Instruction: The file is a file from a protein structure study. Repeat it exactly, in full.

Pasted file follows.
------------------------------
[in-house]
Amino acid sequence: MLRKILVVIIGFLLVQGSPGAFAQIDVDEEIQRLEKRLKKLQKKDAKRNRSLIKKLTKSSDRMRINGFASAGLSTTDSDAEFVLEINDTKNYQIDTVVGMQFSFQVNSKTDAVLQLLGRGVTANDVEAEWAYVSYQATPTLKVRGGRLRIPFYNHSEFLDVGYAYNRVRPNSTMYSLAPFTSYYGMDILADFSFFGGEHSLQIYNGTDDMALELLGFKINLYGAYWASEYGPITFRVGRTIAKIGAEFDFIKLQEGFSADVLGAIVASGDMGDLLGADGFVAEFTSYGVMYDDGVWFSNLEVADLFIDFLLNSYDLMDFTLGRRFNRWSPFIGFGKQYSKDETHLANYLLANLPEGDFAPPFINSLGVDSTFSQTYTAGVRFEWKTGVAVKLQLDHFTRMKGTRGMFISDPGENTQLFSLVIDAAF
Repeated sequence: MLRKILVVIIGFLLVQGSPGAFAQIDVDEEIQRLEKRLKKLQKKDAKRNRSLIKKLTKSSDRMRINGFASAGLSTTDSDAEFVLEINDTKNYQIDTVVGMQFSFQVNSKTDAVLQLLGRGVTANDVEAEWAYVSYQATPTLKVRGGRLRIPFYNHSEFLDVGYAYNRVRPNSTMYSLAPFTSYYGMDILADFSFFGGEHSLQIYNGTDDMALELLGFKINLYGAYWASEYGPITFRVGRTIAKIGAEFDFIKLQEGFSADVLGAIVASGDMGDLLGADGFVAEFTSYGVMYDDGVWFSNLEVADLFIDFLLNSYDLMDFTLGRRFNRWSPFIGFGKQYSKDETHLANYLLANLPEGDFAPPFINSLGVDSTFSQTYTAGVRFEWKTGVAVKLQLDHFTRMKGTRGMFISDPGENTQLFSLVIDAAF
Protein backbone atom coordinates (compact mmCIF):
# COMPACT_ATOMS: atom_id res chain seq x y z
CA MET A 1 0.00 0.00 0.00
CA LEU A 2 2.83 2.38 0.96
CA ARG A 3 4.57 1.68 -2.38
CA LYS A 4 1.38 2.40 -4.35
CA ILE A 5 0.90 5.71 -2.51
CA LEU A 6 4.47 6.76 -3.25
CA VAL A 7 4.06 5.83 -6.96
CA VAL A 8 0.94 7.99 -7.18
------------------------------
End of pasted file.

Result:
[in-house]
Amino acid sequence: MLRKILVVIIGFLLVQGSPGAFAQIDVDEEIQRLEKRLKKLQKKDAKRNRSLIKKLTKSSDRMRINGFASAGLSTTDSDAEFVLEINDTKNYQIDTVVGMQFSFQVNSKTDAVLQLLGRGVTANDVEAEWAYVSYQATPTLKVRGGRLRIPFYNHSEFLDVGYAYNRVRPNSTMYSLAPFTSYYGMDILADFSFFGGEHSLQIYNGTDDMALELLGFKINLYGAYWASEYGPITFRVGRTIAKIGAEFDFIKLQEGFSADVLGAIVASGDMGDLLGADGFVAEFTSYGVMYDDGVWFSNLEVADLFIDFLLNSYDLMDFTLGRRFNRWSPFIGFGKQYSKDETHLANYLLANLPEGDFAPPFINSLGVDSTFSQTYTAGVRFEWKTGVAVKLQLDHFTRMKGTRGMFISDPGENTQLFSLVIDAAF
Repeated sequence: MLRKILVVIIGFLLVQGSPGAFAQIDVDEEIQRLEKRLKKLQKKDAKRNRSLIKKLTKSSDRMRINGFASAGLSTTDSDAEFVLEINDTKNYQIDTVVGMQFSFQVNSKTDAVLQLLGRGVTANDVEAEWAYVSYQATPTLKVRGGRLRIPFYNHSEFLDVGYAYNRVRPNSTMYSLAPFTSYYGMDILADFSFFGGEHSLQIYNGTDDMALELLGFKINLYGAYWASEYGPITFRVGRTIAKIGAEFDFIKLQEGFSADVLGAIVASGDMGDLLGADGFVAEFTSYGVMYDDGVWFSNLEVADLFIDFLLNSYDLMDFTLGRRFNRWSPFIGFGKQYSKDETHLANYLLANLPEGDFAPPFINSLGVDSTFSQTYTAGVRFEWKTGVAVKLQLDHFTRMKGTRGMFISDPGENTQLFSLVIDAAF
Protein backbone atom coordinates (compact mmCIF):
# COMPACT_ATOMS: atom_id res chain seq x y z
CA MET A 1 0.00 0.00 0.00
CA LEU A 2 2.83 2.38 0.96
CA ARG A 3 4.57 1.68 -2.38
CA LYS A 4 1.38 2.40 -4.35
CA ILE A 5 0.90 5.71 -2.51
CA LEU A 6 4.47 6.76 -3.25
CA VAL A 7 4.06 5.83 -6.96
CA VAL A 8 0.94 7.99 -7.18